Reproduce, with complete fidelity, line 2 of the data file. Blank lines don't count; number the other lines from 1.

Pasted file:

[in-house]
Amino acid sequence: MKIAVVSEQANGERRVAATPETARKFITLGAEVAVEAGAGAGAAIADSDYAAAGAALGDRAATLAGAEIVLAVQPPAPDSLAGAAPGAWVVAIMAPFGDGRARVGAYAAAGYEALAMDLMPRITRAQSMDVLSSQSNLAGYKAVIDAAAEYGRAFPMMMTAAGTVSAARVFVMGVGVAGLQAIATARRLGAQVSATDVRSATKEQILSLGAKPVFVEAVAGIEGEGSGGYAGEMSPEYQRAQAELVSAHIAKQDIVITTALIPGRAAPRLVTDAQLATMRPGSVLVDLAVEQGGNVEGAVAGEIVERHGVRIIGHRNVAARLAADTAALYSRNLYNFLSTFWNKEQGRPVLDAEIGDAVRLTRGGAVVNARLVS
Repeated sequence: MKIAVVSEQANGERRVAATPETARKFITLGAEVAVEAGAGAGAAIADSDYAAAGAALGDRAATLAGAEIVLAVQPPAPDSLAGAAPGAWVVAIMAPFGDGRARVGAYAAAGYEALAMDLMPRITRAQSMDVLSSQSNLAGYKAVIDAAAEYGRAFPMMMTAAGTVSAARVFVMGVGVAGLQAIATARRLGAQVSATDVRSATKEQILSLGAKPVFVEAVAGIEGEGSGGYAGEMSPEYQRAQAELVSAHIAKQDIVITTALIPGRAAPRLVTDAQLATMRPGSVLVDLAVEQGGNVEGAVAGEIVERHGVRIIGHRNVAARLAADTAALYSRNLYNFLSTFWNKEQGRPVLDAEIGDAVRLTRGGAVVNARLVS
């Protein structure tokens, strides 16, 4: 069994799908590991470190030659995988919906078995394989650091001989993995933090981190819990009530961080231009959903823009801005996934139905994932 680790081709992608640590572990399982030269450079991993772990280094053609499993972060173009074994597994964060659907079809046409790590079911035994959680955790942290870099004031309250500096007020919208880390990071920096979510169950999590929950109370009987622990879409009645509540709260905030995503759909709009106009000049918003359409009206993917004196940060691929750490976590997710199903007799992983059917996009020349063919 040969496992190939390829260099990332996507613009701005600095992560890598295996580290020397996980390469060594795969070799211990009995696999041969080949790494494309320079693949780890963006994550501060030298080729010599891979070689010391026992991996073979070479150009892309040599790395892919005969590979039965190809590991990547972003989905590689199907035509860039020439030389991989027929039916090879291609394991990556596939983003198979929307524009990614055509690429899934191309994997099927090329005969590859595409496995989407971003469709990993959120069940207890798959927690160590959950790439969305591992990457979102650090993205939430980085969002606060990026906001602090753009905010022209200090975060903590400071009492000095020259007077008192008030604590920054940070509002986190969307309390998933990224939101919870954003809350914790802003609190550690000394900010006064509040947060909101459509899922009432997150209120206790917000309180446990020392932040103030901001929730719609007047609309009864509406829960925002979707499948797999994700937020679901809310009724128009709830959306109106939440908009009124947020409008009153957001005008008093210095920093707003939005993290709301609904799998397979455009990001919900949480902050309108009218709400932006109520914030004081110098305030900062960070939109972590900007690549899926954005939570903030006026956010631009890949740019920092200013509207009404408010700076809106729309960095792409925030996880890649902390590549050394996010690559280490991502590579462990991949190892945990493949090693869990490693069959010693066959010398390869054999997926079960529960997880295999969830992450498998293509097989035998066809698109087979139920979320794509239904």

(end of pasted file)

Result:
Amino acid sequence: MKIAVVSEQANGERRVAATPETARKFITLGAEVAVEAGAGAGAAIADSDYAAAGAALGDRAATLAGAEIVLAVQPPAPDSLAGAAPGAWVVAIMAPFGDGRARVGAYAAAGYEALAMDLMPRITRAQSMDVLSSQSNLAGYKAVIDAAAEYGRAFPMMMTAAGTVSAARVFVMGVGVAGLQAIATARRLGAQVSATDVRSATKEQILSLGAKPVFVEAVAGIEGEGSGGYAGEMSPEYQRAQAELVSAHIAKQDIVITTALIPGRAAPRLVTDAQLATMRPGSVLVDLAVEQGGNVEGAVAGEIVERHGVRIIGHRNVAARLAADTAALYSRNLYNFLSTFWNKEQGRPVLDAEIGDAVRLTRGGAVVNARLVS